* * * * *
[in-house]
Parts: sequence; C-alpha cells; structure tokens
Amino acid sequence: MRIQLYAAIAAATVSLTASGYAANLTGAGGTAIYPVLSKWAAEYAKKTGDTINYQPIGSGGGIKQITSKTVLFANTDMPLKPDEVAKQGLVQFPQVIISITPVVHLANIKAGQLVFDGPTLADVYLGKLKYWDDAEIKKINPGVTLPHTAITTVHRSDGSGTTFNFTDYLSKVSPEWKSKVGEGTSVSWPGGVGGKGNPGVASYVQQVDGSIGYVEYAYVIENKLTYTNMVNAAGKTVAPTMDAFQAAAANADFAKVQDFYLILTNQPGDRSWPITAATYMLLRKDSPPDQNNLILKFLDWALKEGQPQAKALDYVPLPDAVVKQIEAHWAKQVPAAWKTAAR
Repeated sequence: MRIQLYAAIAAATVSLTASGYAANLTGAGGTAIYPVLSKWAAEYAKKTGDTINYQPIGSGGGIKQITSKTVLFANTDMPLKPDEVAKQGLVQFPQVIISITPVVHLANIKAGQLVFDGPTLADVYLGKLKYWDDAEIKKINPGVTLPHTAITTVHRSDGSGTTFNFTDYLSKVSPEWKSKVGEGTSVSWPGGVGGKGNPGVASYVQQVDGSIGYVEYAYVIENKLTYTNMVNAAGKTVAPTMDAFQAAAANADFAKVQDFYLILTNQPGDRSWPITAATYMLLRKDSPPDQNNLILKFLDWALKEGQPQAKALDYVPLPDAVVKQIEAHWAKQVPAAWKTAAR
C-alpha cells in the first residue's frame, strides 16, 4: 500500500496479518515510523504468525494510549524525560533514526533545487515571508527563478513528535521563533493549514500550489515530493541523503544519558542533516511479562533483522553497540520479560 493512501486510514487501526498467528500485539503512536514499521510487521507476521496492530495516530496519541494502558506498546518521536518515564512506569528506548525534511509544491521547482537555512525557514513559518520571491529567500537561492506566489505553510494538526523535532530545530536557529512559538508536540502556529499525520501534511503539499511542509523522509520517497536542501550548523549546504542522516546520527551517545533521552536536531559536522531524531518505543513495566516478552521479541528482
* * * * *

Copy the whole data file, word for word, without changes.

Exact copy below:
[in-house]
Parts: sequence; C-alpha cells; structure tokens
Amino acid sequence: MRIQLYAAIAAATVSLTASGYAANLTGAGGTAIYPVLSKWAAEYAKKTGDTINYQPIGSGGGIKQITSKTVLFANTDMPLKPDEVAKQGLVQFPQVIISITPVVHLANIKAGQLVFDGPTLADVYLGKLKYWDDAEIKKINPGVTLPHTAITTVHRSDGSGTTFNFTDYLSKVSPEWKSKVGEGTSVSWPGGVGGKGNPGVASYVQQVDGSIGYVEYAYVIENKLTYTNMVNAAGKTVAPTMDAFQAAAANADFAKVQDFYLILTNQPGDRSWPITAATYMLLRKDSPPDQNNLILKFLDWALKEGQPQAKALDYVPLPDAVVKQIEAHWAKQVPAAWKTAAR
Repeated sequence: MRIQLYAAIAAATVSLTASGYAANLTGAGGTAIYPVLSKWAAEYAKKTGDTINYQPIGSGGGIKQITSKTVLFANTDMPLKPDEVAKQGLVQFPQVIISITPVVHLANIKAGQLVFDGPTLADVYLGKLKYWDDAEIKKINPGVTLPHTAITTVHRSDGSGTTFNFTDYLSKVSPEWKSKVGEGTSVSWPGGVGGKGNPGVASYVQQVDGSIGYVEYAYVIENKLTYTNMVNAAGKTVAPTMDAFQAAAANADFAKVQDFYLILTNQPGDRSWPITAATYMLLRKDSPPDQNNLILKFLDWALKEGQPQAKALDYVPLPDAVVKQIEAHWAKQVPAAWKTAAR
C-alpha cells in the first residue's frame, strides 16, 4: 500500500496479518515510523504468525494510549524525560533514526533545487515571508527563478513528535521563533493549514500550489515530493541523503544519558542533516511479562533483522553497540520479560 493512501486510514487501526498467528500485539503512536514499521510487521507476521496492530495516530496519541494502558506498546518521536518515564512506569528506548525534511509544491521547482537555512525557514513559518520571491529567500537561492506566489505553510494538526523535532530545530536557529512559538508536540502556529499525520501534511503539499511542509523522509520517497536542501550548523549546504542522516546520527551517545533521552536536531559536522531524531518505543513495566516478552521479541528482